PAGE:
Banned Social Networking sites and their replacements in China
China have banned the popular messaging app Whatsapp in preparation for a major Communist Party congress next month. The move isn’t the first in their history, having not only banned several social networking online apps and websites in the past, but replacing them with their own versions. The most likely reason behind this is so they can keep an eye on what their citizens are doing, forcing them into using China owned and tracked apps. This would make sense as Beijing has blocked users from accessing thousands of different sites that mainly criticise the Communist Party and address sensitive issues such as human rights. As mentioned before, this is not the first app to be banned so let’s take a look at some of the others.
We’ll start the list with WhatsApp which is the latest tool to be blocked by the so-called ‘Great Firewall of China’. The replacement app is called WeChat and is much more than just a social messaging application. You can use the app to pay for various things such as online shopping, utilities bills and doctor’s fees! Another very popular feature within the app is it’s integrated gaming platform, run by it’s parent company Tencent. There is a catch to this new, chinese approved application however and that is, that all users must pay for the service. Not only that but all their information is shared with the government. This aside however, in 2017 it was one of the largest standalone messaging apps with over 963 million monthly active users!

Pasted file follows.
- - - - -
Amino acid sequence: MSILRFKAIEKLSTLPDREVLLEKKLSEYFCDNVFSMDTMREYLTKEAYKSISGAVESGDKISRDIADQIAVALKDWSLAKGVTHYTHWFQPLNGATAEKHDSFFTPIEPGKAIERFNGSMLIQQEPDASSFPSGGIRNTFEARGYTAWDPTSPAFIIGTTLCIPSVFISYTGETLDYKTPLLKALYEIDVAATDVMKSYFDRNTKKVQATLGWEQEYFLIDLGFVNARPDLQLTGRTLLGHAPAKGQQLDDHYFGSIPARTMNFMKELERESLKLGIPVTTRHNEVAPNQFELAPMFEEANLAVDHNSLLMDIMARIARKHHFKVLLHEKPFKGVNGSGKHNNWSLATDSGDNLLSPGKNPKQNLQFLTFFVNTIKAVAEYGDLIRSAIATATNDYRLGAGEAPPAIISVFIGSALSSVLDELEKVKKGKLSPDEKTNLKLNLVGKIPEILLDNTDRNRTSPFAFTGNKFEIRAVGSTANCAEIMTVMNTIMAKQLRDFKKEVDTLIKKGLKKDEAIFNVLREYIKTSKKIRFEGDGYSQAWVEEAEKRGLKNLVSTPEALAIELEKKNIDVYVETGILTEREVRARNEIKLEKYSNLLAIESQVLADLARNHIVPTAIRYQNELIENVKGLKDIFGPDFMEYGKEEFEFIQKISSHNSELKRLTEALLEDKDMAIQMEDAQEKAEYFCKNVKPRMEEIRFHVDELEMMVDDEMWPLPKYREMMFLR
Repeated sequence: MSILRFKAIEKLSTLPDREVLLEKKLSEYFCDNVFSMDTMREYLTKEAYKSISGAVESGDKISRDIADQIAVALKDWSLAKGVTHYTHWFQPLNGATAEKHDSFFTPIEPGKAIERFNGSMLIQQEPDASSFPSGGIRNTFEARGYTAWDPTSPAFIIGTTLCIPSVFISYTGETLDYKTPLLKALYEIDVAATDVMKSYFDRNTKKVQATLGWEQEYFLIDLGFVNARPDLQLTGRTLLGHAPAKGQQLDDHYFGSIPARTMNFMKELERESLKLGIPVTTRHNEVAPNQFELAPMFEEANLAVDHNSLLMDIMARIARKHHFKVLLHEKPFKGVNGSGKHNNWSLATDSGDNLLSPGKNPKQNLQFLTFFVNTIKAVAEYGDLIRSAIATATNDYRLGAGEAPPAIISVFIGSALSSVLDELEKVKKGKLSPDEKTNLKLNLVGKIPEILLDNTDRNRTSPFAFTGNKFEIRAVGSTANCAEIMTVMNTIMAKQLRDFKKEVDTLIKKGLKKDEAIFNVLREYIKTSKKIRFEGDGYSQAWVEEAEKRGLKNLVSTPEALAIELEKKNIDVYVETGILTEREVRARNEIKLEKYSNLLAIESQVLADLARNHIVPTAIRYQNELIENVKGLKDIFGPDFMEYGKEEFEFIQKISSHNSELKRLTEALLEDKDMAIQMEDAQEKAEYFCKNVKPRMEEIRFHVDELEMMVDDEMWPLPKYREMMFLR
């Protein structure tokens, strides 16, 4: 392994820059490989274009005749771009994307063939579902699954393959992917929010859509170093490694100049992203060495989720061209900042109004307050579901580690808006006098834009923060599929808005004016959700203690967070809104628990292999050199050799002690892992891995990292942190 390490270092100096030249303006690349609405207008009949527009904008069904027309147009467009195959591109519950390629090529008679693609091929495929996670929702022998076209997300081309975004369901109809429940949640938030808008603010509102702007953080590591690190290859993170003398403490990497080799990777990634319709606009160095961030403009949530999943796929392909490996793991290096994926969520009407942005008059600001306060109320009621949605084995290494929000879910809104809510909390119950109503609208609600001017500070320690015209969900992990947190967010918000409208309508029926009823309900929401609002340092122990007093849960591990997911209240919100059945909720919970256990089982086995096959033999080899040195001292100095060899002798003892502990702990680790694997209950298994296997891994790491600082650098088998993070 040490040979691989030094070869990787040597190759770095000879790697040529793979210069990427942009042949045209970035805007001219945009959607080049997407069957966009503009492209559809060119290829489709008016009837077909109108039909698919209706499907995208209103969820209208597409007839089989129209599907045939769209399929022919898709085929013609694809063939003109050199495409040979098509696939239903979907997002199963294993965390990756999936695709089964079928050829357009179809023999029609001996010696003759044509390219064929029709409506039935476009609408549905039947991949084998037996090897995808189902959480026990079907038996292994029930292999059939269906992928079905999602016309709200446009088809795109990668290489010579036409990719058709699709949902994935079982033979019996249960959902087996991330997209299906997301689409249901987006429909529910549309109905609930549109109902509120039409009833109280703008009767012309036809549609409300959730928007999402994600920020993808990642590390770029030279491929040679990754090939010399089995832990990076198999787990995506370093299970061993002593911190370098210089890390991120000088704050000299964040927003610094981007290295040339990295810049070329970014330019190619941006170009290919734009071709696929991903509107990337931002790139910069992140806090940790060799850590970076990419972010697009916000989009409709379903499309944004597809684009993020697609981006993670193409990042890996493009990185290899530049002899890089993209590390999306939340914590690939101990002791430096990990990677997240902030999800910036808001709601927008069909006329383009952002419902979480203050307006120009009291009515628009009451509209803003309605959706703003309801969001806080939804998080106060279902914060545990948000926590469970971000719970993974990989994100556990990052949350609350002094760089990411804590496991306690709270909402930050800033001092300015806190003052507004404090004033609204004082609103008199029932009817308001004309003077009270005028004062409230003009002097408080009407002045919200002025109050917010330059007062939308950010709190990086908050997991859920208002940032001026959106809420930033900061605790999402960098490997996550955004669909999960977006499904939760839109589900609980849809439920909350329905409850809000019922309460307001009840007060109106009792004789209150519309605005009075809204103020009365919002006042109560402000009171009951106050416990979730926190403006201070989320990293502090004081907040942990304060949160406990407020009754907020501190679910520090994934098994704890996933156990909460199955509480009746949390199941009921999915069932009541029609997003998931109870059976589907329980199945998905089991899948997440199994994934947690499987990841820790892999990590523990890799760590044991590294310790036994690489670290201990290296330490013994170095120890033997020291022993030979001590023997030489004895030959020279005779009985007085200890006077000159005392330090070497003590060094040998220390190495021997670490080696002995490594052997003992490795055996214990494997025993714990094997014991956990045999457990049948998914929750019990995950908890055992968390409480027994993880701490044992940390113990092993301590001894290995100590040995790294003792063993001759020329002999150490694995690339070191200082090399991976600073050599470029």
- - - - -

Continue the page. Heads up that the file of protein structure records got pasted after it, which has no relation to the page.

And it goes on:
Next is Twitter. The main reason for this is because back in 2009 it was partly blamed for helping to organize a protest and riots in Xinjiang. They brought in the replacement Weibo which basically does the same job as Twitter, allowing you 140 characters to write posts and status updates. The only difference is that it is mainly used to post about users personal and family lives - Instead of arguing about politics and world matters!
Thirdly they have banned Google! Yep, they’ve actually banned the most popular search engine in the world. China’s replacement is called Baidu, which provides the same services online as Google would. Having done some research on Baidu, Weibo and WeChat, it seems that they are currently being investigated by the Chinese authorities in an attempt to bring them under even more control. Talk about not having any online privacy!
As well as banning Facebook back in 2009 for being connected to the riots in Xinjiang, China has also banned Facebook Messenger from being used and has been replaced with their own version, QQ. The only big difference is there is only a desktop application and not a mobile app.
Last but not least, YouTube has also been blocked by the ‘Great Firewall'. The replacement for this application is Youku which works the same as YouTube in the sense that users can upload their own videos, vlogs posts and general content, but again there is a catch. All uploaded videos are monitored by the Chinese government and anything that criticises the Communist Party is immediately taken down from the hosting site. On the plus side, Youku allows users to stream Netflix or Amazon-style original TV shows which is a cool feature.